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Born With a Rusty Spoon: Episode 42

Celebrated artist Bertie Stroup Marah, continues her account of a turbulent upbringing, explaining how her wonderful book got its title.

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It was around this time that Willie got married. He was only seventeen but he had been earning his own living since leaving Weed. Even so, Mama had to give her written consent for his marriage. She went with him and his future wife, Mary Jo, to the Justice of the Peace who performed the ceremony.

Willie would later say, although he and Mary Jo were in love, that if his home life had been decent, he might not have married so young for there was no unplanned pregnancy involved. It was a good thing he had always shouldered responsibility, for the marriage would certainly demand this and more. He worked hard and supported Mary Jo and the three children they would later have.

In the middle of the school term P.G. was released to go back to work. My folks moved back to the Farmington area; this time with a small trailer purchased with state compensation money from P.G.'s oil rig injury. I was allowed to stay with Grandma Counts in Artesia to finish the school year.
I loved living with her. She was always partial to me, made me feel special, and comforted me when she thought my folks were treating me unfairly. She had a great influence on my life, giving me self-confidence and self-esteem. Although she encouraged my siblings, she showered more attention on me.

Grandma also offered guidance and good advice. To make a point, she once said to me, "Bertie, a long time ago when a child was christened it was a tradition for the godparents to give a silver spoon as a gift, if they could afford it. A child born in a rich family did not have to wait. That's where the saying 'born with a silver spoon in their mouth' came from. Now the way I see it, Bertie, you never had any rich godparents, so instead of a silver spoon, I reckon you were bom with a rusty spoon in your mouth. But that should not dictate the outcome of your life if you choose to change your fate and work toward that end."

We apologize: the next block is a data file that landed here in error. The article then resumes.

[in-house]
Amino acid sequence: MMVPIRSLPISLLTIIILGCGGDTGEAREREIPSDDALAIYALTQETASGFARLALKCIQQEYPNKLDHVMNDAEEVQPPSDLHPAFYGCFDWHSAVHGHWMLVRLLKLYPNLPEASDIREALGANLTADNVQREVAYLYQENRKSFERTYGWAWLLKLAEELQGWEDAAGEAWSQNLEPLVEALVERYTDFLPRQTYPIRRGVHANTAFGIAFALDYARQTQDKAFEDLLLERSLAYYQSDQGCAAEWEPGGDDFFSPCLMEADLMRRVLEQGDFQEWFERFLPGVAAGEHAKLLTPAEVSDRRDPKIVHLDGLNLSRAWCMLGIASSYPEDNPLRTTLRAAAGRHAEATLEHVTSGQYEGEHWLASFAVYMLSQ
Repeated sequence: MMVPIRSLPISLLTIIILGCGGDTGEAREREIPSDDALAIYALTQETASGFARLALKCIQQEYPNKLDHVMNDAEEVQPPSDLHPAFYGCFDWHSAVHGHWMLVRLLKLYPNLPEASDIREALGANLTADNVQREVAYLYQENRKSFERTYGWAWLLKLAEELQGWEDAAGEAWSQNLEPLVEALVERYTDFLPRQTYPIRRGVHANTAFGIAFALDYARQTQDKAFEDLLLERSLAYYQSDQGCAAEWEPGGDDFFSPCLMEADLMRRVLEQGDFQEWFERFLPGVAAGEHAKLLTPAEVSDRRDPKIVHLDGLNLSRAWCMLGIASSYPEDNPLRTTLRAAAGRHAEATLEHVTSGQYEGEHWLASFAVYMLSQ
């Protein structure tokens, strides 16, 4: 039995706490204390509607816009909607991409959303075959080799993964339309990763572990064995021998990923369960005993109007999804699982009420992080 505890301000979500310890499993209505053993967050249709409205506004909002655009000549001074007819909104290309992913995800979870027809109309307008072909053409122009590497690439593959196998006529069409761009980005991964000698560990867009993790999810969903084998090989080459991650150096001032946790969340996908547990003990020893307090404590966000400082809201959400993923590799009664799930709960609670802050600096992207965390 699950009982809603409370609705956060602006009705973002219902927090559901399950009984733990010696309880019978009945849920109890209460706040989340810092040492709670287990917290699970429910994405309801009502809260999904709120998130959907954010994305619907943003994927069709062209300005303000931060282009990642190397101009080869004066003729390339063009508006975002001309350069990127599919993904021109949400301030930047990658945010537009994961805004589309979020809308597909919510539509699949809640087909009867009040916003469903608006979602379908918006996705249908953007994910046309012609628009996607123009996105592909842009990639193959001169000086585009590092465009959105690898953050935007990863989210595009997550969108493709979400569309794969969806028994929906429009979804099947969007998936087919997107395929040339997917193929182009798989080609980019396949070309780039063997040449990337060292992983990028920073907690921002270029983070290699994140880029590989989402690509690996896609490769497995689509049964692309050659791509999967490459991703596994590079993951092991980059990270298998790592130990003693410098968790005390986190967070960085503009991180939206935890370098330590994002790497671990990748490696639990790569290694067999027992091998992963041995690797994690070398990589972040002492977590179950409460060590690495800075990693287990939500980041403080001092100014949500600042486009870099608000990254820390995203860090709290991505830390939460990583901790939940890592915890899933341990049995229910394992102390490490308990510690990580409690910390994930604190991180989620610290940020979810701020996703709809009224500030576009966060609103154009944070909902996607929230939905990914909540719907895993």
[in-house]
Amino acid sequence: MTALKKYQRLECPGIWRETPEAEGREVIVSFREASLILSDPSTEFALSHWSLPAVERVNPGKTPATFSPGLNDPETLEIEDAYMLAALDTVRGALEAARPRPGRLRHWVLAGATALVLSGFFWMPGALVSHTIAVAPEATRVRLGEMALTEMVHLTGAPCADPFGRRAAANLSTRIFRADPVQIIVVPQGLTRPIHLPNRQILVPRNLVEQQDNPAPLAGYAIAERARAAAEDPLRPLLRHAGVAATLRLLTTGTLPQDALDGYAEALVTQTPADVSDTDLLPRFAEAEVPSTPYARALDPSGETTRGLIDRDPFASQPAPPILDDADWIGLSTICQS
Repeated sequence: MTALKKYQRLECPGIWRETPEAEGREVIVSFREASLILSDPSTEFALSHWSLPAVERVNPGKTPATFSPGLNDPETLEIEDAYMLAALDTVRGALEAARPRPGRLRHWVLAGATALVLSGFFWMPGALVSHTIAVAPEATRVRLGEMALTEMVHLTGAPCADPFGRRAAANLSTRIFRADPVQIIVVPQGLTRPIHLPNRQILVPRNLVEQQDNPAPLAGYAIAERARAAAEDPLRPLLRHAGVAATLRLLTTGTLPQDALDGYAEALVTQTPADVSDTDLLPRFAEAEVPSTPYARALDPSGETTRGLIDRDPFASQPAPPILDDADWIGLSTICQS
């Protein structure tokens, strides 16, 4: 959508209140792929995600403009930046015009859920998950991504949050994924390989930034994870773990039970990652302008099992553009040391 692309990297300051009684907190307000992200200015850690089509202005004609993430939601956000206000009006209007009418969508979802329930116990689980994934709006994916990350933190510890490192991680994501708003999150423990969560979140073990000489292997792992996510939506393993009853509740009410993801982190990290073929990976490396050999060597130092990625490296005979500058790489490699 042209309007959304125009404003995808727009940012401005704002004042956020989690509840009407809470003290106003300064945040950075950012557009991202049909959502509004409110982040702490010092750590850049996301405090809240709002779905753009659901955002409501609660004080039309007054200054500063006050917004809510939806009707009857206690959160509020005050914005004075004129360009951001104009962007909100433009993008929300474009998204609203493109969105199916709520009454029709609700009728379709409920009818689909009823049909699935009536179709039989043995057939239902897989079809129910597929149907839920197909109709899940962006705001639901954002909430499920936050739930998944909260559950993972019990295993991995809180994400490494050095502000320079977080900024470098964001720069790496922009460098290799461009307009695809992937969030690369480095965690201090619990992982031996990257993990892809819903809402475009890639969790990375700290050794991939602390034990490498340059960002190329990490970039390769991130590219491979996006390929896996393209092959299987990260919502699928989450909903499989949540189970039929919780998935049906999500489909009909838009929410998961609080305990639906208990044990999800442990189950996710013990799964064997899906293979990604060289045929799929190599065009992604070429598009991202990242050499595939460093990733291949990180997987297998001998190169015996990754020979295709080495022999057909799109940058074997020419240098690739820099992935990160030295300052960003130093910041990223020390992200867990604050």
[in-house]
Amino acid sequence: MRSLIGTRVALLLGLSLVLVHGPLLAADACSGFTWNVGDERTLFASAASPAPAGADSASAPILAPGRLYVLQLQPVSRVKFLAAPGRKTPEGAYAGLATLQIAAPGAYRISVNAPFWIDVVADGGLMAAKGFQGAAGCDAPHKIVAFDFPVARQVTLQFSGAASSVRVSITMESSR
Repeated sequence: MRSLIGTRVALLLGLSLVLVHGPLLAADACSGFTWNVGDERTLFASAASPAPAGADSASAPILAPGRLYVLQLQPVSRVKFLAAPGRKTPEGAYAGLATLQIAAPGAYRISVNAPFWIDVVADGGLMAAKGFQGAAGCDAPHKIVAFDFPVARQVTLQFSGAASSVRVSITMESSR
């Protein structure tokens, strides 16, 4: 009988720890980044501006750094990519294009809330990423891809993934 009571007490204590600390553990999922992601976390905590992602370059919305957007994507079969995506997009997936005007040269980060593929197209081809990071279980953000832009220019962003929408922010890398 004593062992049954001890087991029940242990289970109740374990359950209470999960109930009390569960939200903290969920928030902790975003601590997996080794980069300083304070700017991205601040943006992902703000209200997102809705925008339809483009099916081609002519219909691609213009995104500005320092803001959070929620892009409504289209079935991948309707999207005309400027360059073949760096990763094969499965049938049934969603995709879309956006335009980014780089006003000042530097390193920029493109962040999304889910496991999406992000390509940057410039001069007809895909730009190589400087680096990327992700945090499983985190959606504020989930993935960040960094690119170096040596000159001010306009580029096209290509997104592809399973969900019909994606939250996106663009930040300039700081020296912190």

She also used to tell me, "Bertie, you be a good girl. Don't be smokin', cussin', or drinkin'." You're too good for that. A female with a cigarette looks like a slut. Cussin' show's you ain't smart enough to say anything worthwhile and, well, you know what drinkin' does to people. You hold your head up high and make somethin' of yourself."

I believed every word she said.

Grandma proudly hung my fifth grade award-winning painting, ribbon and all. She encouraged my artistic talents and supported me in pursuing them. My father sent me a set of paints for Christmas that year. I loved them, and was disappointed when the paints and paint'by-number designs were all used up. Grandma bought me a few inexpensive drawing tablets and some pastel drawing chalk and I continued to work at my art. She bought me some tubes of fabric paint, made me a skirt and blouse out of plain white muslin and had me paint butterflies and flowers on them. I wore that outfit with pride. Her praise, attention and encouragement convinced me I could do anything I set my mind to and she is responsible for much of my success.

When school was out I begged to continue living with Grandma but Mama insisted I come to live with the family. I was disappointed and angry. P.G. and Mama continued drinking and living a turbulent life. As time went on, their drinking and fighting escalated to the point of where we feared physical confrontation and were helpless to stop it. Although it rarely came to that, the threat was always there. I finally realized that it was good that I was home to be with the girls and help stabilize their lives for they still needed me.


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